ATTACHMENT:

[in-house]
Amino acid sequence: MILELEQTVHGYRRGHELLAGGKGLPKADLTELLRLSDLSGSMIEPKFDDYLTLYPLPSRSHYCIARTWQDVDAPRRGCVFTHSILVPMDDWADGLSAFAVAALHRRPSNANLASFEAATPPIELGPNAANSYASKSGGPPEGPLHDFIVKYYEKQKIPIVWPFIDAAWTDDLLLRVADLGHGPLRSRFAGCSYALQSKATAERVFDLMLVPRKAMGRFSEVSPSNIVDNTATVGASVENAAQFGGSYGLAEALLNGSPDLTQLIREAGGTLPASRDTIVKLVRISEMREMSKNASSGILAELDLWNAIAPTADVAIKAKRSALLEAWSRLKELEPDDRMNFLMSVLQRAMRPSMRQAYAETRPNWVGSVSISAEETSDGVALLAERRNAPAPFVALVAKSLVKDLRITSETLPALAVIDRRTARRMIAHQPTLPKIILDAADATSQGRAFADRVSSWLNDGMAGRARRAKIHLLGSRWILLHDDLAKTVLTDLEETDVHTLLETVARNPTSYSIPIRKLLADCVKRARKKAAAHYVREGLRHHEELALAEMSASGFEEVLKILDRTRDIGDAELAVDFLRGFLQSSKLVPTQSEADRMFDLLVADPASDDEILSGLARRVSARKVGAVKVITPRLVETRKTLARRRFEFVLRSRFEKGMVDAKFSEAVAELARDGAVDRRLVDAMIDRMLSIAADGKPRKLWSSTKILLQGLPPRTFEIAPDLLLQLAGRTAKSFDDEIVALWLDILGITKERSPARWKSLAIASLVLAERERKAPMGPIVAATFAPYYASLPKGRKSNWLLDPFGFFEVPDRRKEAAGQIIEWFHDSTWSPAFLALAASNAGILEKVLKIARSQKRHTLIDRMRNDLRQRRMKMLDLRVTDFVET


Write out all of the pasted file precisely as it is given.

[in-house]
Amino acid sequence: MILELEQTVHGYRRGHELLAGGKGLPKADLTELLRLSDLSGSMIEPKFDDYLTLYPLPSRSHYCIARTWQDVDAPRRGCVFTHSILVPMDDWADGLSAFAVAALHRRPSNANLASFEAATPPIELGPNAANSYASKSGGPPEGPLHDFIVKYYEKQKIPIVWPFIDAAWTDDLLLRVADLGHGPLRSRFAGCSYALQSKATAERVFDLMLVPRKAMGRFSEVSPSNIVDNTATVGASVENAAQFGGSYGLAEALLNGSPDLTQLIREAGGTLPASRDTIVKLVRISEMREMSKNASSGILAELDLWNAIAPTADVAIKAKRSALLEAWSRLKELEPDDRMNFLMSVLQRAMRPSMRQAYAETRPNWVGSVSISAEETSDGVALLAERRNAPAPFVALVAKSLVKDLRITSETLPALAVIDRRTARRMIAHQPTLPKIILDAADATSQGRAFADRVSSWLNDGMAGRARRAKIHLLGSRWILLHDDLAKTVLTDLEETDVHTLLETVARNPTSYSIPIRKLLADCVKRARKKAAAHYVREGLRHHEELALAEMSASGFEEVLKILDRTRDIGDAELAVDFLRGFLQSSKLVPTQSEADRMFDLLVADPASDDEILSGLARRVSARKVGAVKVITPRLVETRKTLARRRFEFVLRSRFEKGMVDAKFSEAVAELARDGAVDRRLVDAMIDRMLSIAADGKPRKLWSSTKILLQGLPPRTFEIAPDLLLQLAGRTAKSFDDEIVALWLDILGITKERSPARWKSLAIASLVLAERERKAPMGPIVAATFAPYYASLPKGRKSNWLLDPFGFFEVPDRRKEAAGQIIEWFHDSTWSPAFLALAASNAGILEKVLKIARSQKRHTLIDRMRNDLRQRRMKMLDLRVTDFVET